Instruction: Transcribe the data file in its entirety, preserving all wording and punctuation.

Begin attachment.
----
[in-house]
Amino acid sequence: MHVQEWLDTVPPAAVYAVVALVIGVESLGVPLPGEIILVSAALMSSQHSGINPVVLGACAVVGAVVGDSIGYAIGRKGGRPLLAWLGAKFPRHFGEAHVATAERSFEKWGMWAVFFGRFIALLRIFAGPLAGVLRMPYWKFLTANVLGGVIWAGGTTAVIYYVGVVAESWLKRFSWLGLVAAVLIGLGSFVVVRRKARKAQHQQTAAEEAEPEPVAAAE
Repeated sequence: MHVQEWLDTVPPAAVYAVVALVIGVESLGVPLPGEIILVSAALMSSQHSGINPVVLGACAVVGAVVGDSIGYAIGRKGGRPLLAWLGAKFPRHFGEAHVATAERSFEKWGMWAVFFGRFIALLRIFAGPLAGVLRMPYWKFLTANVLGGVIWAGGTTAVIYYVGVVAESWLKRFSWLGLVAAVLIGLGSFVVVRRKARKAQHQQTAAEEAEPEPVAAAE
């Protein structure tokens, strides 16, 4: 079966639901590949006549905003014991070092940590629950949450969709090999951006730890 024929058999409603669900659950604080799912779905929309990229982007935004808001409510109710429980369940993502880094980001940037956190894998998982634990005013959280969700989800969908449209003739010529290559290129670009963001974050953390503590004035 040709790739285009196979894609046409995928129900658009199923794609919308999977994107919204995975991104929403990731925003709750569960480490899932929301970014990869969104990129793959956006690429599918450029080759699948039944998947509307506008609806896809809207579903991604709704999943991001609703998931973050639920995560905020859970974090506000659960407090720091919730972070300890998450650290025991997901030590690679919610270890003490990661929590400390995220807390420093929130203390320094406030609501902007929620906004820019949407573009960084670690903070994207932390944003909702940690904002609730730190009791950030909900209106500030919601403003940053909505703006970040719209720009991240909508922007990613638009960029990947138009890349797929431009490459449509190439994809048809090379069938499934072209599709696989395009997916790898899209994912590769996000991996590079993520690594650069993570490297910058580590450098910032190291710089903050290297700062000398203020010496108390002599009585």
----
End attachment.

[in-house]
Amino acid sequence: MHVQEWLDTVPPAAVYAVVALVIGVESLGVPLPGEIILVSAALMSSQHSGINPVVLGACAVVGAVVGDSIGYAIGRKGGRPLLAWLGAKFPRHFGEAHVATAERSFEKWGMWAVFFGRFIALLRIFAGPLAGVLRMPYWKFLTANVLGGVIWAGGTTAVIYYVGVVAESWLKRFSWLGLVAAVLIGLGSFVVVRRKARKAQHQQTAAEEAEPEPVAAAE
Repeated sequence: MHVQEWLDTVPPAAVYAVVALVIGVESLGVPLPGEIILVSAALMSSQHSGINPVVLGACAVVGAVVGDSIGYAIGRKGGRPLLAWLGAKFPRHFGEAHVATAERSFEKWGMWAVFFGRFIALLRIFAGPLAGVLRMPYWKFLTANVLGGVIWAGGTTAVIYYVGVVAESWLKRFSWLGLVAAVLIGLGSFVVVRRKARKAQHQQTAAEEAEPEPVAAAE
């Protein structure tokens, strides 16, 4: 079966639901590949006549905003014991070092940590629950949450969709090999951006730890 024929058999409603669900659950604080799912779905929309990229982007935004808001409510109710429980369940993502880094980001940037956190894998998982634990005013959280969700989800969908449209003739010529290559290129670009963001974050953390503590004035 040709790739285009196979894609046409995928129900658009199923794609919308999977994107919204995975991104929403990731925003709750569960480490899932929301970014990869969104990129793959956006690429599918450029080759699948039944998947509307506008609806896809809207579903991604709704999943991001609703998931973050639920995560905020859970974090506000659960407090720091919730972070300890998450650290025991997901030590690679919610270890003490990661929590400390995220807390420093929130203390320094406030609501902007929620906004820019949407573009960084670690903070994207932390944003909702940690904002609730730190009791950030909900209106500030919601403003940053909505703006970040719209720009991240909508922007990613638009960029990947138009890349797929431009490459449509190439994809048809090379069938499934072209599709696989395009997916790898899209994912590769996000991996590079993520690594650069993570490297910058580590450098910032190291710089903050290297700062000398203020010496108390002599009585």